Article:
Lou: That is remarkable, because here you are growing up in a Kibbutz, which is kind of a collective environment. The parents are not dismissed, but moved to the side and here Sherry who gets a lot of attention, in some ways it’s almost impossible to get too much attention but she does and not always of the right kind in some instances, and the end result is this complicated relationship with technology for the things that it is powerful in doing and for its disadvantages and drawbacks as well advantage. So final thoughts as we are coming up on the back end of our conversation. And your personal anecdote is a final thought. Two thumbs up on the work she’s doing. We find that we take exception to the throwing online therapy and online psychoanalysis under the bus as we say here in the States. The problem with that – here is my final reflection – the problem with that is that it is getting crossed under the bus. There are a lot of people under the bus struggling so we want to make productive useful application of all of the means to combat human suffering. What all of these different modalities have in common – whether it’s CBT or biofeedback or group therapy or traditional dynamic therapy or rigorous Freudian therapy or self psychology – they’re not exactly the same – all of these are commitment and a stand against human suffering which is significant and ongoing that’s my thought. So I think Sherry stands with that. I think we have common ground there.

Arnon: Yeah, maybe she would join us in the next go around

Lou: Well, would you like to make an invitation? Make the formal invitation, because that occurred at the start of the conversation.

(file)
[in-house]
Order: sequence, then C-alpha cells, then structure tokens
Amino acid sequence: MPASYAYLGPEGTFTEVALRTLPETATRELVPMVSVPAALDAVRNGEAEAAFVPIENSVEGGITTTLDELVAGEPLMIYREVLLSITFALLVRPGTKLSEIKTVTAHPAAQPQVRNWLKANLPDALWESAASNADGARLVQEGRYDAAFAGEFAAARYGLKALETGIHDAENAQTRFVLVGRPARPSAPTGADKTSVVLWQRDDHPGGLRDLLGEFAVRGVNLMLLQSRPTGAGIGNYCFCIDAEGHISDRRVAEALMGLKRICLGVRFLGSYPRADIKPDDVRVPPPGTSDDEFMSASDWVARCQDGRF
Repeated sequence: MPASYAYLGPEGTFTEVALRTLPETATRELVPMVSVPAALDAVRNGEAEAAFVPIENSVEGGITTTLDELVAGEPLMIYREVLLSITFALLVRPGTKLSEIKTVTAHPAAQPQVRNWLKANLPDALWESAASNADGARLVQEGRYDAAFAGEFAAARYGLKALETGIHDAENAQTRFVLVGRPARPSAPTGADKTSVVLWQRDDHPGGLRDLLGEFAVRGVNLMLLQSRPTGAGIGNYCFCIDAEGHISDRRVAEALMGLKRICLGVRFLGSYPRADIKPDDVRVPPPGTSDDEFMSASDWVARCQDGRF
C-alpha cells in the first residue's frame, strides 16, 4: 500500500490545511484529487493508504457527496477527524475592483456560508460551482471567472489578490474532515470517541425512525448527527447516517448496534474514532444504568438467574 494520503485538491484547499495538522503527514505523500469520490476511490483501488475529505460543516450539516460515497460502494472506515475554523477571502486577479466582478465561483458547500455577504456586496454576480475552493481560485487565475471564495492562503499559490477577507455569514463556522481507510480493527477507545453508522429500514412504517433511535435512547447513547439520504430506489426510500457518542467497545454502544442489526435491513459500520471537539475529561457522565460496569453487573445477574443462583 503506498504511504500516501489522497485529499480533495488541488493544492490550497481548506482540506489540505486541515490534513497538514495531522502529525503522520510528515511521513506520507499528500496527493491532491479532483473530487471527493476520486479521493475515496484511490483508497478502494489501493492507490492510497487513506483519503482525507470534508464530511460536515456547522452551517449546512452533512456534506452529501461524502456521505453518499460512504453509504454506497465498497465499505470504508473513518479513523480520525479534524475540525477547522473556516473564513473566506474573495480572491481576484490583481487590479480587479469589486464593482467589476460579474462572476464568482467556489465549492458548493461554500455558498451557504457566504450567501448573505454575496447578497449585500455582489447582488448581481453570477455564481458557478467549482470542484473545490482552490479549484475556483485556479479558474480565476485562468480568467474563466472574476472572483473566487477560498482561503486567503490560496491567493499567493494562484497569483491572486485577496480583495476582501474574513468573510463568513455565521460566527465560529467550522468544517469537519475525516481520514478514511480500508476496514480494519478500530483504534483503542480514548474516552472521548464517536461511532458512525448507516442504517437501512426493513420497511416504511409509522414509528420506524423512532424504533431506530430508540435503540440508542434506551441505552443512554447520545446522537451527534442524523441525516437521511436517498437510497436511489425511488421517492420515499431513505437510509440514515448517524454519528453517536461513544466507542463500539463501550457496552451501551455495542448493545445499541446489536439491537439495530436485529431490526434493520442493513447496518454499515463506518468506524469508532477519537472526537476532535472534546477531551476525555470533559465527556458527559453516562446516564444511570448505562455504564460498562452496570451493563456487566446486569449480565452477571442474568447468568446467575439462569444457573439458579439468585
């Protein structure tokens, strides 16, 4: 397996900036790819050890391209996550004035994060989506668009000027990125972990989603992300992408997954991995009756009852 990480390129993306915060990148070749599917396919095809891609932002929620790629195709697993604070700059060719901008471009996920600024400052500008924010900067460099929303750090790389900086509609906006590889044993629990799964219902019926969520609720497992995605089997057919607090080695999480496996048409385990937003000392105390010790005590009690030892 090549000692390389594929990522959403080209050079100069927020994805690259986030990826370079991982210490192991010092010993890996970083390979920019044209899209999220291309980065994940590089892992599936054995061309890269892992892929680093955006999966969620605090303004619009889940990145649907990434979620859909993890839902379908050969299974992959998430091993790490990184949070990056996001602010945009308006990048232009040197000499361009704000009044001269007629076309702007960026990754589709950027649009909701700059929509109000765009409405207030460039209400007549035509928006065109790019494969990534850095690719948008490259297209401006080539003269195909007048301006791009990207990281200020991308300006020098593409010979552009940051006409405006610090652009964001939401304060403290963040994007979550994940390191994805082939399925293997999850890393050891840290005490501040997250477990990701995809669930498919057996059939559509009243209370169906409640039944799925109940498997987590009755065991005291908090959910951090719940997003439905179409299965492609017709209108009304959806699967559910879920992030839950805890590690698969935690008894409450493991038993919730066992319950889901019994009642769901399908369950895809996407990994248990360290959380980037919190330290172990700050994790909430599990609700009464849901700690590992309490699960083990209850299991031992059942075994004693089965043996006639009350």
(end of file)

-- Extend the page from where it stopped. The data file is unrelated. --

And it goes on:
Arnon:  Well, you probably would say it in a more American, polite way – but I would say: Sherry, I was trying to communicate with you, she know it, so I wrote to her, because we wrote a book – we did not mention it yet  – we wrote a book about online therapy with Haim Weinberg [editor] and you wrote a chapter – and I wanted to have her in the book – it was before she wrote the Empathy Diaries – and she wrote to me, I am so much into it [writing the memoire] that I cannot stop – and I pushed again – and being Israeli, I pushed, and she replied, “I appreciate it but no.” Maybe now she will be more open. 

Lou: There’s an invitation for further conversation. Thinking of the end: we acknowledge your empathy, Professor Turkle – Sherry. I acknowledge your empathy, Arnon, my colleague and friend. I acknowledge the empathy of the listeners to this conversation, because you’re listening creates the empathy in this conversation. We honor and thank and acknowledge you for that. Thank you very much. Signing off. 

(c) Lou Agosta, PhD, and the Chicago Empathy Project

Resistance to Empathy and How to Overcome it (Part 2): Individual Provider and Receiver (of Empathy)

Overcoming Individual resistance to empathy (provider)

Empathy is trending. As we engage with provider empathy, the pendulum has swung far enough for a backlash against empathy to be emerging. 

Empathy with negative emotions and suffering is difficult. From a purely selfish perspective, empathic data gathering about the negative experiences endured and survived by other persons can be, well, negative. Negative experiences such as loss, hostility, intense rage, sexual danger, sadness, sleep deprivation, fear, and so on, are not welcome by anyone even as a less intense vicarious experiences. One fears getting the full-blown experience, not merely vicariously experiencing a sample or trace. The would-be empathizer is at risk of being overwhelmed, inundated, or flooded by emotional upset. The person’s empathy is on the slippery slope of empathic distress; and the empathy is at risk of breakdown.